“The second half we had a good stretch from the middle of January probably until the middle of March and then the last month, you can throw it out nothing was accomplished there,” said Gordon. “As far as this year it was good to be able to come in and know the players; the players know me. To have a base line where the guys knew what the expectations were: how we did things; how we practiced; how we played the games; what our systems were, and even though we modified things throughout the year, the guys have been much better at adapting to things on the go.”

Over the past ten years, one problem that the Islanders have had as an organization is consistency. Coaches have constantly changed with player personnel being traded, signed, bought-out and so on. When you look at the teams that are always in the playoff hunt, it is because they are mostly home-grown players that know the system that a coach has instilled after being part of a franchise for a considerable amount of time. Snow said from the beginning that his goal was to find a coach that he could have a relationship with for several years. Gordon has already developed that relationship with a young core of players that are going to continue to improve, therefore, Snow has to be glad with what he has seen thus far.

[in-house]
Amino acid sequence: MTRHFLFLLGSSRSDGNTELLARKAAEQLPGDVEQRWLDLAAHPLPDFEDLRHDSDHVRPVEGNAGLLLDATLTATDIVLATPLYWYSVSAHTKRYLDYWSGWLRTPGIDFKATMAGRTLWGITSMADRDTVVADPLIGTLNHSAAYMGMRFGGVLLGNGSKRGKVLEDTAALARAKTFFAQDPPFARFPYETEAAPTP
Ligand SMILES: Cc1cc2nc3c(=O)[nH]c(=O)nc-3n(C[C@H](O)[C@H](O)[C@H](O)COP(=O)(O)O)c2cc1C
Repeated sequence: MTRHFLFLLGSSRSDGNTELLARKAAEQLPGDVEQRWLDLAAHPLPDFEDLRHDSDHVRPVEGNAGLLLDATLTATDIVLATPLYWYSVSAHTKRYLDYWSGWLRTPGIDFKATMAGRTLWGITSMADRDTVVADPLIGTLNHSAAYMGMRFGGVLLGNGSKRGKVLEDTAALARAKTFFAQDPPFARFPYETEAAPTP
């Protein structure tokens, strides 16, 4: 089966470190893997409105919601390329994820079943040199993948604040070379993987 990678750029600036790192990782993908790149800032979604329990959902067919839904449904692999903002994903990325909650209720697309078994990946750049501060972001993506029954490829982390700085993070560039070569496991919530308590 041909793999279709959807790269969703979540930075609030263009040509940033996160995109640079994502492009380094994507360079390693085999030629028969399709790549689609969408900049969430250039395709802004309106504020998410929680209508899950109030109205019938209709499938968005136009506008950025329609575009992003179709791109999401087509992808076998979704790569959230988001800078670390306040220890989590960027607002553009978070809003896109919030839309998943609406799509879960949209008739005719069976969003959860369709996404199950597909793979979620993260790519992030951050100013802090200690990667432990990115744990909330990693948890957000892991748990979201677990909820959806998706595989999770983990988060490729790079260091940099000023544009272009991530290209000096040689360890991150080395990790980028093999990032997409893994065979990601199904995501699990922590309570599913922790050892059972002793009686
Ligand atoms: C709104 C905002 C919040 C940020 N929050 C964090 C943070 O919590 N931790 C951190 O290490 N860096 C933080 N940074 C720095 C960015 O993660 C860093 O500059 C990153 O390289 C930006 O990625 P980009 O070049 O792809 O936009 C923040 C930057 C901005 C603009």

“We stood in there, and with the exception of the stretch from the last week or so of January, and the games prior to the Olympic break were really the only set back that we had, and it wasn’t that we got out-played every game; goals dried up and for a brief period there we couldn’t keep them out of our net. With the exception of that time frame I think the whole year is something we can look back on and say we were a pretty competitive team with what we had and we’ll continue to get better,” said Gordon.

But what is next for this team? Two years now have been spent teaching, growing and learning through experience. It seems that the next goal for the Islanders is not to hope for a draft pick next summer, but to look to be one of the top-8 teams in the Eastern Conference.

GM Garth Snow, John Tavares, and Head Coach Scott Gordon (Nassau News Live/Flickr)

“There’s a level of certainty with what we’re going to get from players,” said Gordon. “This year there weren’t too many games that we didn’t have a chance to win, we were competitive every night. For me, to know that we didn’t have too many off nights and we didn’t add any, outside of John and the two goalies, we didn’t go out and put together a team that you said at the start of the year was going to win the Stanley Cup. We went into the year with the intention of trying to build off of some of the players from the year before and just take our time with it. We weren’t looking for quick patches. Matt Moulson was a find for us but was unexpected. To be able to build on what we did last year, to me, was important.”